- Written by Marcel Gemme C.C.D.C
Alcoholism and Your Pancreas
Anything taken in excess is said to be bad for your health. A classic example is alcohol. Drinking occasionally and moderately is recommended by some experts for it is believed to improve blood circulation. However, drinking too much and frequently, alcoholism, can lead to serious diseases such as heart ailments, memory loss and liver problems. Another organ which is directly affected by alcoholism is your pancreas.
The role of the Pancreas
The pancreas is a small organ, which is a part of the digestive system. It is long, flat and tucked just behind your stomach. Similar to the liver, your pancreas secretes several enzymes and hormones that are important in maintaining balance in your body. One such important hormone is insulin, which processes and regulates the amount of sugar in the bloodstream. In addition, the enzymes produced by the pancreas help in the breakdown of food into its basic components for easier absorption. Any damage to this organ will obviously result to malnutrition.
Chronic Alcohol Abuse
A common side effect experienced due to excessive alcohol drinking or alcoholism, is pancreatitis. This is characterized by inflammation of the pancreas as a result of the enzymes irritating the cells of the organ. Supposedly, the enzymes produced by the pancreas travel out from the organ to the intestine, where it will be activated. However, because of the alcohol, the enzymes are activated while they are still inside the pancreas.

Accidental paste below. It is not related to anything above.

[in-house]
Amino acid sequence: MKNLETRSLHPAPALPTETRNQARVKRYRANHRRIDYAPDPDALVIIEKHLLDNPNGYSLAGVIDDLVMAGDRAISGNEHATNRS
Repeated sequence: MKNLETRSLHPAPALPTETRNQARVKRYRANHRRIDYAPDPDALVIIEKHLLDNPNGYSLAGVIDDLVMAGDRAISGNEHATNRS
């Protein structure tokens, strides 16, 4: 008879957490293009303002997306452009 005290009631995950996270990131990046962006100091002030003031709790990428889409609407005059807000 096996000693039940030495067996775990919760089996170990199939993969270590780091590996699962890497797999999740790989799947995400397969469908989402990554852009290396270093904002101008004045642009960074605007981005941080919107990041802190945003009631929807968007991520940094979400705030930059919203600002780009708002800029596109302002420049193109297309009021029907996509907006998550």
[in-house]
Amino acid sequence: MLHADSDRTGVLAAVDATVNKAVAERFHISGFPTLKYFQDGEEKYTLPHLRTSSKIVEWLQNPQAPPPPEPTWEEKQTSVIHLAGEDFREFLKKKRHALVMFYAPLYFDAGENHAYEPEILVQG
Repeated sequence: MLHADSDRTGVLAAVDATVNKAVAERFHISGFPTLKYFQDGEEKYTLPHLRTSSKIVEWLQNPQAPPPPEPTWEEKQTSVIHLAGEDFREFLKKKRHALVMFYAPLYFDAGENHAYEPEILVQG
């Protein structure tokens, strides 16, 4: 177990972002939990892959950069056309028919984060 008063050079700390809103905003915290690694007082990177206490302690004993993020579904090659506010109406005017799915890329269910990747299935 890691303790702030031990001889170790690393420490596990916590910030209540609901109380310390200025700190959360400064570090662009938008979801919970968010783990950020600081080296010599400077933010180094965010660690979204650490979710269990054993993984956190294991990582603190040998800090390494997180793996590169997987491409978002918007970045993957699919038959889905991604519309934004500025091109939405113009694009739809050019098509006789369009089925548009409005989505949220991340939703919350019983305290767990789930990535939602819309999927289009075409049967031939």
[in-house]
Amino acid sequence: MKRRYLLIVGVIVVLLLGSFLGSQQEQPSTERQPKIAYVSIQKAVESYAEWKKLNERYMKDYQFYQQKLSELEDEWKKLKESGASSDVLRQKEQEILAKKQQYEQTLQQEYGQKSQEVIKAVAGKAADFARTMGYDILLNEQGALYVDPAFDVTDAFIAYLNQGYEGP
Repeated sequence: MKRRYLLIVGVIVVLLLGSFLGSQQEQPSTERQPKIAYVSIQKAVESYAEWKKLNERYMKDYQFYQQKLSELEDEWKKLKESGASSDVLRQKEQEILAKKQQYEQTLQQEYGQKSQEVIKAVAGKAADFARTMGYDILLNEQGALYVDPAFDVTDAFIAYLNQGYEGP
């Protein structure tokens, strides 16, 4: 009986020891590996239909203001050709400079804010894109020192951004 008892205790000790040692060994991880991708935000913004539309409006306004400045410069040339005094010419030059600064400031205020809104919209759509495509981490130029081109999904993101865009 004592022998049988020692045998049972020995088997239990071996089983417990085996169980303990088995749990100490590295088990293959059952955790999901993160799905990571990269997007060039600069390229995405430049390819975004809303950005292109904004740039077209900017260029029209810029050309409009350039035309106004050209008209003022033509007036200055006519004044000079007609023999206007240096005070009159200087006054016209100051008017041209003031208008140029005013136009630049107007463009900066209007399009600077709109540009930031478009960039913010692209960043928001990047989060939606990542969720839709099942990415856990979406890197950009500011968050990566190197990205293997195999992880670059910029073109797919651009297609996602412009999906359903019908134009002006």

Acute pancreatitis, as its name implies, can occur without warning and last for several days. Untreated pancreatitis will lead to the development of a chronic condition. Formation of scar tissues will lead to the organ’s inability to perform its function properly.
Symptoms of Pancreatitis
Among the signs of acute pancreatitis that you should look out for include:
- Abdominal pain in the upper region and radiates towards your back
- Abdominal pain which is more severe after meals
- Abdominal pain that is relieved by a curled up position
- Nausea and vomiting
- Tenderness in the abdominal region
On the other hand, symptoms of chronic pancreatitis include:
- Unexplained weight loss
- Severe abdominal pain
- Steatorrhea or smelly, oily stools
- Breathing difficulties
- Increased heart rate
Surprisingly, it is not recommended for a person diagnosed with pancreatitis to stop drinking abruptly since it could result to seizures. A detoxification schedule will be created, and changes in the diet will be implemented to include more antioxidant-rich vegetables and fruits. Such change will provide the pancreas with protection. In addition, medications can also be prescribed as part of the treatment program that could help promote nutrient absorption.